An important issue could be Irving as a revisionist of Second World War historiography. Several times Lipstadt says this sort of thing: '[Irving is] The writer of popular historical works attempting to show that Britain made a tactical error in going to war against Germany and that the Allies and the Nazis were equally at fault for the war and its atrocities' ( p. 8 ) and '[Irving is] convinced that Britain's great decline was accelerated by its decision to go to war with Germany...' ( p. 181 ). One gets the impression that anyone examining the Second World War—which after all was quite an important event—and its conventional presentation—which was almost entirely shaped by thoroughly-controlled wartime propaganda— would be automatically condemned by Lipstadt.
            Another little trick is worth pointing out, namely the ascribing of a point of view to an entire well-known organisation, when in fact it's the viewpoint of one person or group. Thus ( p. 180 ) Lipstadt's book says the 'British House of Commons denounced the former [Irving] as a "Nazi propagandist and longtime Hitler apologist"..' And 'Condemned in The Times of London in 1989 as a "man for who Hitler is something of a hero.." ..'

My Guesses as to Courtroom Battles, and their Outcomes:—
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  1. Things which I think will happen:
    • Witnesses: I'm all but certain these will include an architectural expert on the plans of Auschwitz, sociological evidence on Judaism, evidence of ground-penetrating radar used at Treblinka, and John Keegan subpoenaed to talk on the Second World War, on which he's regarded as a military historian.
  2. Things which I think may happen:
    • Jewish conspiracy against Irving I think probably has to be raised, since Irving's damages depend (I think) on his showing that there were plots to prevent his books being published, distributed, reviewed and so on, and so damage his income. If he can show action was taken to damage him, presumably he'd be in a strong position. But this raises difficult questions—is such action in fact illegal; can private organisations legally do it? And what surveillance in fact actually goes on? (Also, if a conspiracy were investiagted and proven, and damages decided, should Penguin pay all damages, or others too?)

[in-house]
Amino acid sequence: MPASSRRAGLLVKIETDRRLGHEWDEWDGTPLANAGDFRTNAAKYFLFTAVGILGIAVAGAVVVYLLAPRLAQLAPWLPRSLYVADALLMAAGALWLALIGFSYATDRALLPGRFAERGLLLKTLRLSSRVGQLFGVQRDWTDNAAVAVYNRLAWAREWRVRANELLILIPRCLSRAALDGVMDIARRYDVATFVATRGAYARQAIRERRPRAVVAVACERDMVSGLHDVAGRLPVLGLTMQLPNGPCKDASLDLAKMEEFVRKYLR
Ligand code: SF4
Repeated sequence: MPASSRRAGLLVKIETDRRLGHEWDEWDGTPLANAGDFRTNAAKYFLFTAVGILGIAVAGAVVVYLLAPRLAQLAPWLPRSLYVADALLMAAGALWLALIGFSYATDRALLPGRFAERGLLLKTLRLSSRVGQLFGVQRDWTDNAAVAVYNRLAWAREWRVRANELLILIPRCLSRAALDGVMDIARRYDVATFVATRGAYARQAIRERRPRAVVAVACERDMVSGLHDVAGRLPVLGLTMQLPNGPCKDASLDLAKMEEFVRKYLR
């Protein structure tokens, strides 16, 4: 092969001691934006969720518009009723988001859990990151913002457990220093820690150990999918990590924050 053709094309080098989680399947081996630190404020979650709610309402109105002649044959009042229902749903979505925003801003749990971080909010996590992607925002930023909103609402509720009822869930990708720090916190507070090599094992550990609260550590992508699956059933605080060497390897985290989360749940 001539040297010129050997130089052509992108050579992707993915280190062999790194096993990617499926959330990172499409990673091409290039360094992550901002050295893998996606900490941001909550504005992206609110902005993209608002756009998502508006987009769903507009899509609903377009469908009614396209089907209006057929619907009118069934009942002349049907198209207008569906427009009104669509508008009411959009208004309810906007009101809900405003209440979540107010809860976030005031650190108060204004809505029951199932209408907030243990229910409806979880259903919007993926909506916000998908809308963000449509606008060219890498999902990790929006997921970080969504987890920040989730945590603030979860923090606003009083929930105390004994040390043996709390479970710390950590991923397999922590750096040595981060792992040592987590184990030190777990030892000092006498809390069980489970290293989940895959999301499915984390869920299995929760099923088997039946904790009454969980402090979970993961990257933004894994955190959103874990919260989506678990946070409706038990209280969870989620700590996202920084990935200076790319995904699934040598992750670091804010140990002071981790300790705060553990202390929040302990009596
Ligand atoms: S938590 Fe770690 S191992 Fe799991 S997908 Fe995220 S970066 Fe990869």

The question also may arise as to what is a 'conspiracy'; everyone laughs at conspiracy theories, but, when there are problems, they start to see them everywhere. All this is a can containing many unpleasant and varied worms.
    • Gas chamber controversy seems likely, but not certain, to surface. This is because the conventional definition of 'the Holocaust' includes gas chambers, but Irving's definition doesn't. So presumably either side, depending on how it views the evidence available to it, might decide not to investigate the issue, and it might not arise.
    • Follower or admirer of Hitler is an accusation often made about Irving. Close examination of his books may incline the defendants against, or for, this view; I can't guess. I'm not sure what is needed to make such an accusation libellous. But clearly the issue is likely to surface.
    • Part played by Jews in the Soviet Union and for example Hungary. Irving claimed that all the worst Hungarian torturers were Jews. If the disputes start to rage about eastern Europe, as they presumably must, issues of this sort will probably come up.
    • International Law , such as it is, and Hitler and Jews before the Second World War, might be investigated. It would be interesting to have light shed on this, and, on the face of it, it's a topic which ought to be investigated, but, one guesses, probably won't.
  3. Things which I think won't happen:
    • Khazars as Jews. The Khazaria theory has existed for most of the 20th century, although it's been suppressed for various reasons. Despite its importance, I doubt it will surface here. This is because (1) the plaintiff, Irving, accepts many or all Christian beliefs, and seems to feel obliged to believe modern Jews originated in ancient Israel; (2) Lipstadt and her supporters can't consider it, since it's incompatible with their system of pretences; (3) Rampton probably won't have heard of it.
    • Christian forgery as a comparative money-making scheme to what may be Holocaust forgery. This, or indeed any other established fraud, and there are many, from AIDS and NASA to physics and weapons, could make an instructive parallel. The reasons I don't expect this to happen are similar to those relating to the previous idea, plus the extra effort needed to reorient thought in several fields. I expect, analogously, links between Catholicism and Fascism will probably be avoided.
    • WW2 War crimes against (say) Germans, Indians, Chinese. Again, despite the obvious importance of these comparisons, I doubt they'll be made. Nor will such issues as the non-bombing of Ford factories in Germany be raised. The taboos are probably too strong.